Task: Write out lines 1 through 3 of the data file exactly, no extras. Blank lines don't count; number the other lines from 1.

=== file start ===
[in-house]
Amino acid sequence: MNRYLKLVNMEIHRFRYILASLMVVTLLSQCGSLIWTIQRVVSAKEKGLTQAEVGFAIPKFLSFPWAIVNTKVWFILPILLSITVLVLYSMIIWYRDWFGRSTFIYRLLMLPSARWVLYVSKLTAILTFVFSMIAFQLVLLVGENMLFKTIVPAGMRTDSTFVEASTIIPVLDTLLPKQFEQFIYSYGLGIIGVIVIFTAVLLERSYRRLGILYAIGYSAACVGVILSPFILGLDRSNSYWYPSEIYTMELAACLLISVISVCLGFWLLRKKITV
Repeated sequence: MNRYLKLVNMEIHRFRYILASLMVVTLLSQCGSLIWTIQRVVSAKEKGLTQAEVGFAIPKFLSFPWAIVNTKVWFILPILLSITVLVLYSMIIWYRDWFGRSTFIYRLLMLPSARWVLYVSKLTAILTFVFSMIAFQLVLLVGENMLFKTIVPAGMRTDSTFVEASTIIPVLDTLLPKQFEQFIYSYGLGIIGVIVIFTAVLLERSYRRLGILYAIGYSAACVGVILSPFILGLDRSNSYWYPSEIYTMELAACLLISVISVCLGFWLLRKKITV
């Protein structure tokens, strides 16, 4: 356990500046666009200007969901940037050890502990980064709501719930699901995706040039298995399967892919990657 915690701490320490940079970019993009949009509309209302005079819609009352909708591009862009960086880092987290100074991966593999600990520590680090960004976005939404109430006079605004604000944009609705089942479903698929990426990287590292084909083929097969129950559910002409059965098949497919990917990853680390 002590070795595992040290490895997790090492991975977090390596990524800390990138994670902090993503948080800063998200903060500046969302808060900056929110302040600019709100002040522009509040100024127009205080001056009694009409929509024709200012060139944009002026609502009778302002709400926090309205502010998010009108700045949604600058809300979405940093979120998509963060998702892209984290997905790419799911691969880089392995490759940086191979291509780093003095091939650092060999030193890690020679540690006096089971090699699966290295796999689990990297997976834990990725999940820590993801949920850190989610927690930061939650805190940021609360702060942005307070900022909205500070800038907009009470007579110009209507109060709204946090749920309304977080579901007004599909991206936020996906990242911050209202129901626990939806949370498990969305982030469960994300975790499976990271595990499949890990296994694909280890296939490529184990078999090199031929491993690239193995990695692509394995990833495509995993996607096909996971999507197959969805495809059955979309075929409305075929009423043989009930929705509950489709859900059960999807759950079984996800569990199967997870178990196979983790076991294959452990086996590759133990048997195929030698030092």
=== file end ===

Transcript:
[in-house]
Amino acid sequence: MNRYLKLVNMEIHRFRYILASLMVVTLLSQCGSLIWTIQRVVSAKEKGLTQAEVGFAIPKFLSFPWAIVNTKVWFILPILLSITVLVLYSMIIWYRDWFGRSTFIYRLLMLPSARWVLYVSKLTAILTFVFSMIAFQLVLLVGENMLFKTIVPAGMRTDSTFVEASTIIPVLDTLLPKQFEQFIYSYGLGIIGVIVIFTAVLLERSYRRLGILYAIGYSAACVGVILSPFILGLDRSNSYWYPSEIYTMELAACLLISVISVCLGFWLLRKKITV
Repeated sequence: MNRYLKLVNMEIHRFRYILASLMVVTLLSQCGSLIWTIQRVVSAKEKGLTQAEVGFAIPKFLSFPWAIVNTKVWFILPILLSITVLVLYSMIIWYRDWFGRSTFIYRLLMLPSARWVLYVSKLTAILTFVFSMIAFQLVLLVGENMLFKTIVPAGMRTDSTFVEASTIIPVLDTLLPKQFEQFIYSYGLGIIGVIVIFTAVLLERSYRRLGILYAIGYSAACVGVILSPFILGLDRSNSYWYPSEIYTMELAACLLISVISVCLGFWLLRKKITV